3 Japanese Female Fantasy Writers You Should Read

So yesterday was the cover reveal of Dream Eater and today I have a guest post from K. Bird Lincoln, the author of Dream Eater!

K. Bird Lincoln is an ESL professional and writer living on the windswept Minnesota Prairie with family and a huge addiction to frou-frou coffee. Also dark chocolate–without which, the world is a howling void. Originally from Cleveland, she has spent more years living on the edges of the Pacific Ocean than in the Midwest. Her speculative short stories are published in various online & paper publications such as Strange Horizons. Her first novel, Tiger Lily, a medieval Japanese fantasy, is available from Amazon. She also writes tasty speculative and YA fiction reviews under the name K. Bird at Goodreads.com.

And now I’ll turn it over!

A Trio of Excellent Japanese Female Fantasy Writers You Should Read

One of the problems with talking about genre books in translation is that of course genres are arbitrary. What the U.S. calls “horror” and “fantasy” and “science fiction” aren’t drawn with the same brush strokes in Japan. So often, anime and manga are what American think of as Japanese fantasy, and often Japanese speculative fiction writers feed into that tendency because “fantasy” is an awkwardly applied label anyway.

Don’t let that fool you, however. There’s a lot of good stuff in there that goes beyond anime and manga. I’m going to leave off the list some of the “older generation” of famous, surreal writers like Kobo Abe (Woman in the Dunes), Ryu Murakami (Coin Locker Babies), and  Haruki Murakami (Hard-Boiled Wonderland at the End of the World). Although if you want some sense of literary, surrealism intersecting with Japanese culture, go check them out. I’m also going to leave off the list authors who more or less write only what we would consider “horror” (like Koji Suzuki’s absolutely terrifying Ring Trilogy) or “science fiction” (Nick Mamatas’ imprint Haikasoru does an excellent job of listing some SF books for those of you interested.)

You can see why it’s so complicated, right? Well let’s get to the more fantasy-type books out there I can recommend to anyone who wants a more international view of what fantasy fiction can be or is looking for something a bit different than Game of Thrones.

Twelve Kingdoms by Fuyumi Ono

This is a quest book. A scared, lonely schoolgirl named Yoko enters a fantastic world (somewhat based on Chinese mythology) and goes on a journey of self-discovery. But not with jolly companions and more with lots of demon-slaying. Ono started off as a more horror-esque writer and at times this adventure is quite dark, but the action is fast-paced and watching Yoko learn to stop being a wet noodle quite fun.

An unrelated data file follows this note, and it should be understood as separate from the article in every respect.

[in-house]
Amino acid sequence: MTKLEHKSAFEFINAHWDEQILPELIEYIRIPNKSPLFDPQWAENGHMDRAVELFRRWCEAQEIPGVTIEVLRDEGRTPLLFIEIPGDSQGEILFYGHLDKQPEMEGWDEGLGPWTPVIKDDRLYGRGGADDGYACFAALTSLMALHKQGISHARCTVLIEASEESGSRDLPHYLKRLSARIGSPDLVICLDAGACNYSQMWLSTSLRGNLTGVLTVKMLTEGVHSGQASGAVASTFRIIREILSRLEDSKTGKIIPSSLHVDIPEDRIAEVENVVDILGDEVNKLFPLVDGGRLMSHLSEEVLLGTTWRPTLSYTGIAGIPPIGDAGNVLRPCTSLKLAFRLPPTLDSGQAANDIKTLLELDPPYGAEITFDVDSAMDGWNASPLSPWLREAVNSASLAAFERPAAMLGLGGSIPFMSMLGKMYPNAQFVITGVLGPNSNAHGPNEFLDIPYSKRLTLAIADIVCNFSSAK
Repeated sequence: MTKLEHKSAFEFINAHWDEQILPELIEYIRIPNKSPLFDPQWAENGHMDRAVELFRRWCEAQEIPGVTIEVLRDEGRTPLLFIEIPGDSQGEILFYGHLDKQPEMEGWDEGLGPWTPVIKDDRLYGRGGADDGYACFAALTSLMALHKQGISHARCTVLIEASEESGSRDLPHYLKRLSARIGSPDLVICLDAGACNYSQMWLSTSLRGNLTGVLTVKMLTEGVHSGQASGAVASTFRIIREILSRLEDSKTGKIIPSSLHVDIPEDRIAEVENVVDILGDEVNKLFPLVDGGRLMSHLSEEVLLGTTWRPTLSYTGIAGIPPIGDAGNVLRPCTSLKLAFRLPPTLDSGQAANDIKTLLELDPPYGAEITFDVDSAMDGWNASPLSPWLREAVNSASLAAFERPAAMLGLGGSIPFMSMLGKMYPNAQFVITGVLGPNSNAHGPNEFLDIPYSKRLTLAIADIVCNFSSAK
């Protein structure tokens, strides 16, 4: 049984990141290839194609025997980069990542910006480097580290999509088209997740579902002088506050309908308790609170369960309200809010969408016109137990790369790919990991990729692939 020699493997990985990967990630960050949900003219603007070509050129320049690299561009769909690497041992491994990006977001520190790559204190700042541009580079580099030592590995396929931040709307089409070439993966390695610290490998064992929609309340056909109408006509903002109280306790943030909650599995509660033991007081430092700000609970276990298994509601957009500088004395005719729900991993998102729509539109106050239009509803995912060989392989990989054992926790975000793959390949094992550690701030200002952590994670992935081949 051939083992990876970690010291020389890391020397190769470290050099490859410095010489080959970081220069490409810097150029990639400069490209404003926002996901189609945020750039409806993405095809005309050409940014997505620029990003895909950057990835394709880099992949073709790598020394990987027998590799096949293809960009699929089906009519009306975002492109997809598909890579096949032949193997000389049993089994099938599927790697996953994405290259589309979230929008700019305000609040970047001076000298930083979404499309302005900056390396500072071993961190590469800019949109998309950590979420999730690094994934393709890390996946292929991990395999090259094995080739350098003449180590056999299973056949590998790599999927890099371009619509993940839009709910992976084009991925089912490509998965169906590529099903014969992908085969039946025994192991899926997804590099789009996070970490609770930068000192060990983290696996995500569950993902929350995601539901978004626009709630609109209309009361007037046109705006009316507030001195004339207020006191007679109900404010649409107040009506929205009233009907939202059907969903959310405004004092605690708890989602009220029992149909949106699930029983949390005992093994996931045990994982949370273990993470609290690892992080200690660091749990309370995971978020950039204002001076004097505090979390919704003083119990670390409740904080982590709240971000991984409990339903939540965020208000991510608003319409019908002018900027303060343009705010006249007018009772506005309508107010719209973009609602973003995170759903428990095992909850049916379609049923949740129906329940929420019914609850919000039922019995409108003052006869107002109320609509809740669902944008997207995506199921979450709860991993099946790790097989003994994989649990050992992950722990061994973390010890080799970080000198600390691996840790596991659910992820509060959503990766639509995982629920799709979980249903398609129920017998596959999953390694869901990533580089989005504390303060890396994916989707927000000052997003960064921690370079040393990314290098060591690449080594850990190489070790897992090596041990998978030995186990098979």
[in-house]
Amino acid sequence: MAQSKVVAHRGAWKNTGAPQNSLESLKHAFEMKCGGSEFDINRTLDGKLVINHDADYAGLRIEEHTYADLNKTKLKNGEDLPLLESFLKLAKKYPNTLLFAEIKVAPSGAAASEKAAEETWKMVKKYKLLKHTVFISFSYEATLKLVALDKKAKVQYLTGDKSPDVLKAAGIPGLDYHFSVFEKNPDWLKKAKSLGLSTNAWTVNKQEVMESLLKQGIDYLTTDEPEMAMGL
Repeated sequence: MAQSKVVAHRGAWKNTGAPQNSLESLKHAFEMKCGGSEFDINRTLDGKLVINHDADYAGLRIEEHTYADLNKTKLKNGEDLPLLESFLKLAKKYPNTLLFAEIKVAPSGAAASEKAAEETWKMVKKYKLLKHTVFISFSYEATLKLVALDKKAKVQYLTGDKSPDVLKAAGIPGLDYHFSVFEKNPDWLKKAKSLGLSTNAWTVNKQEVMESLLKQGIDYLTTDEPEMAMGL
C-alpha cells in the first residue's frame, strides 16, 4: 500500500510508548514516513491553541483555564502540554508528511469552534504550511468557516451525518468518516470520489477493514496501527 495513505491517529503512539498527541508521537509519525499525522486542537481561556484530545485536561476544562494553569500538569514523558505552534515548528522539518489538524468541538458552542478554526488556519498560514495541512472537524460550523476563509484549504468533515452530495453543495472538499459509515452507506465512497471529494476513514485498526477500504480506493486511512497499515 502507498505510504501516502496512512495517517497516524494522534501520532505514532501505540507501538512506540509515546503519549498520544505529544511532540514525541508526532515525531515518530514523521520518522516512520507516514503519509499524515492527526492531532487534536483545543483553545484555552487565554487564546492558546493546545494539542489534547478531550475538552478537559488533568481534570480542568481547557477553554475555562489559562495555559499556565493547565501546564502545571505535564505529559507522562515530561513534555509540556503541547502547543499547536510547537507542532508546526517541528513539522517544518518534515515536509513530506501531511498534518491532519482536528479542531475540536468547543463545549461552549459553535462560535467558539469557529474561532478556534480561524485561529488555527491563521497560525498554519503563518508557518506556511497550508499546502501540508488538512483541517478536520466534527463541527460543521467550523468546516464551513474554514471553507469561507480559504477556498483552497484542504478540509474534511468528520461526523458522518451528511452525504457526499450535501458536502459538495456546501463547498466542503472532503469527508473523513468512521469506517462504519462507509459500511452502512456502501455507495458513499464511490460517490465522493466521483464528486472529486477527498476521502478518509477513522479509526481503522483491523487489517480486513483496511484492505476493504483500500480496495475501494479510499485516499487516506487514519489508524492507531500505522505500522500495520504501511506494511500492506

Cover of Moribito by Nahoko Uehashi; a Japanese woman in warrior garb holds a boy in one arm and a sword in another. She is looking off to her right. A bridge is in the background.Moribito by Nahoko Uehashi

Balsa was a wanderer and warrior for hire. Then she rescued a boy flung into a raging river — and at that moment, her destiny changed. Now Balsa must protect the boy — the Prince Chagum — on his quest to deliver the great egg of the water spirit to its source in the sea. High-Fantasy with careful attention to themes such as displaced indigenous people and religious tolerance. The main character, Balsa, isn’t just a killing machine, nor is she sexualized and objectified as many (I’m looking at you Xena warrior princess) female warriors end up being. She has empathy despite being abrasive, and caring despite not being quite a motherly figure. There’s also lots of explosive action to keep you invested in the story.

The Gate of Sorrows by Miyuki Miyabe

If you don’t read this urban fantasy/crime thriller/horror story, then go read something else by Miyuki Miyabe. She’s an incredibly gifted and prolific writer. A series of murders shocks Tokyo’s Shinjuku ward, but Shigenori, a retired police detective, is instead obsessed with a gargoyle that seems to move. College freshman Kotaro launches a web-based investigation of the killer, and comes to find that answers may lie within an abandoned building in the center of Japan’s busiest neighborhood, and beyond the Gate of Sorrows. Probably a bit more centered on teen angst than your average U.S. urban fantasy.

Thanks, K! I’ve just added three more books to my TBR list for this year–wait, make that four, because Dream Eater is on my nook app right now!


  1. I have watched the adaptations of both Twelve Kingdoms and Seirei no Moribito, but I did not know the source novels were available in English! Thanks for sharing!

  2. Many well-known authors of the fantasy genre include maps of their fantasy worlds in their books to help readers imagine the setting of their stories. George R. R. Martin, for example, created a map of Westeros and the rest of the known world in A Game of Thrones to immerse the readers further into the story, and help them follow through it easily. In essence, creating and including a map in your story can be quite useful, as it helps clarify the understanding of your readers, especially if your fantasy world has multiple different locations or if a journey from one place to another takes place. It is also a way to incline your readers artistically. You can find my blog here: https://www.daughtersoftwilight.com/a-general-guide-on-writing-fantasy-fiction/ hope it helps to your writing journey.

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